Tuesday, October 27, 2009

Pike Place Market: revisited

That Pike Place Market project from a couple posts ago has morphed into a more general guide to Seattle project. But one directed to those (like me) that are not fond of crowds.

It's become support material for, and a site containing, regularly updated webisode guides to some of the areas best attractions and how to enjoy them with minimal hassle. Plus, viewers can participate by uploading their photos of tourist spots. (A guide to places mentioned in the webisodes is likely in the future.)

(Click on any image to see it larger)

Here's a "Brochure" for the literature racks:

Here's the "blast email" directing people to a website:

Here's a simple website containing a Homepage, a page for people to upload their photos, a page to contain an archive of past webisodes, and an about me page.

And finally, here's a script for a 3 minute webisode "The Pike Place Market Photo-op Tour."

Tuesday, October 20, 2009

An obligatory post, post.

Guess it's time for another post.

If you explore food reviews you probably already know about Yelp.com. It's actually about more than food. It's about whatever people want to review. For a quick in-class writing assignment I wrote about one of my favorite fish & chips places: Jack's Fish Spot in the Pike Place Market. (It's a favorite more for it's ambiance than strictly it's food.) Anyway, visit Yelp and you'll find my reviews sprinkled among the much better written ones by other people. Have a look.

Tuesday, October 13, 2009

Pike Place Market: "Take One"

A challenging class project to sell one of the most popular destinations in all of the State of Washington: Seattle's Pike Place Market. Well, technically not sell the destination, but rather direct people to a website where they can learn more about it.

My take about the Market is if you don't like crowds, don't go. Or better still, plan your visit to best see what you want and minimize that bad part of going.

Like any marcomm project I start with a brief. Here it is:

With the brief done and the idea articulated, it's time to write.

(Click to see larger)

Now, what have I done here? Seems I have used my "default voice," the FKA (Friendly Knowledgeable Authority). I fall into this voice when I do things in a hurry. It's a useful voice for selling many things and I'm comfortable enough with it for it to be OK in this project. (You have no doubt noticed I use it a lot in this blog.) If I had more time I think I'd try some variation.

No matter. Now this project has changed. Watch for a future post.

Friday, October 9, 2009

Something short about something long (get your mind out of the gutter)

George Demmer (who I don't know from a painted stick) did me a great service in putting together in one article the value of the long-copy ad as put forward by David Ogilvy, John Caples, Claude Hopkins, Maxwell Sackheim, Victor O. Schwab, Bob Stone, Walter H. Weintz, Robert W. Bly, Gary C. Halbert, Craig Huey, Jay Abraham, and Jay Conrad Levinson. (Famously successful copywriters each.) If you only advocate short copy ads perhaps you should give it a read.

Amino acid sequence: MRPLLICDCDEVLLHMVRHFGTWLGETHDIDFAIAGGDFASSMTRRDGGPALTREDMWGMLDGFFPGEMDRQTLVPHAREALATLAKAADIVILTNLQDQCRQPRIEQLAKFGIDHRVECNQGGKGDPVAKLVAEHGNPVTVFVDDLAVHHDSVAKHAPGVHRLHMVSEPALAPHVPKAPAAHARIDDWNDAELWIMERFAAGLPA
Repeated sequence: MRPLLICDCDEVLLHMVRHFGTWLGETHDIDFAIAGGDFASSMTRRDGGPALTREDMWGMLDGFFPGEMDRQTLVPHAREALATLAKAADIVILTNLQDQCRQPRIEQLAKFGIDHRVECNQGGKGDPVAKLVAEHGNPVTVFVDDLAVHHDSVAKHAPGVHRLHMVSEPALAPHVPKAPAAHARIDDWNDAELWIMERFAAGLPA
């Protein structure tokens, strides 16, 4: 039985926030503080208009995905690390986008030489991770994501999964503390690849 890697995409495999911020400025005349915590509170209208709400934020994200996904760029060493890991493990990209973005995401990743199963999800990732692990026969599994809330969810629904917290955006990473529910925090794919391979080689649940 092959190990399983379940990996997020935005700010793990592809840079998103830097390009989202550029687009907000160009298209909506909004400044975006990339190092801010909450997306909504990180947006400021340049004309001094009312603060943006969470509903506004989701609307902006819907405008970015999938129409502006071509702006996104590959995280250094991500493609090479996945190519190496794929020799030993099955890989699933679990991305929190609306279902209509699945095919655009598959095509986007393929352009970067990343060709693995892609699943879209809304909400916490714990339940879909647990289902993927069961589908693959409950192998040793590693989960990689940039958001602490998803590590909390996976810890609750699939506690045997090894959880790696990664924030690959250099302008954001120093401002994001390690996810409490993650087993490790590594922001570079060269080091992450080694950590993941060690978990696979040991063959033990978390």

"Do long copy ads work?"
George Demmer

(Caveat: Don't write long to write long. Write as much as your reader is interested in reading. But not so much you bore them.)

Another interesting post on the long/short copy issue relates the experience of a split testing experiment. If you are interested in looking at the issue from this angle: Long Copy vs Short Copy Tested (And if you REALLY want to get into the topic, follow the additional links bellow the article.)

Thursday, October 8, 2009

Are you an interesting retailer?

Writing for retail is tricky. Describing what someone can clearly see for themselves provides no value. Brand messages are communicated by your writing, your design, by everything about your presentation. When your presentation has no personality guess what that says about you.

Brooklyn Fare (Grocer, Catering, Cafe)

JAQK Wine Cellars (Online Wine Retailer)

Base Camp (Project Management Software)

20 x 200 (Limited Edition Art Prints)

Mia and Maggie (Products for pets)

Tuesday, October 6, 2009

Rewriting history {or Butchering a classic}

If one is going to rewrite a paragraph of marketing copy, one might as well rewrite something that was worth reading in the first place. The following is my attempt to rewrite a classic Howard Gossage ad.


{The question isn’t should billboards be allowed to block your view, the question is should billboards be allowed at all.}

Billboards have been around for so long we’ve grown used to them. Most argue about where they are placed, or what is on them. No one thinks to wonder why they are allowed period.

Why is this? How have billboards acquired a right of way across our minds like they have over our views? Somehow outdoor advertising has become such an institution it requires conscious concentration to remember they have the same objective character as graffiti or other forms of vandalism. But while those messages are given the shrugging tolerance we grant juvenile delinquents, outdoor advertising is accorded the respect of an established industry. And it's become un-American to question them.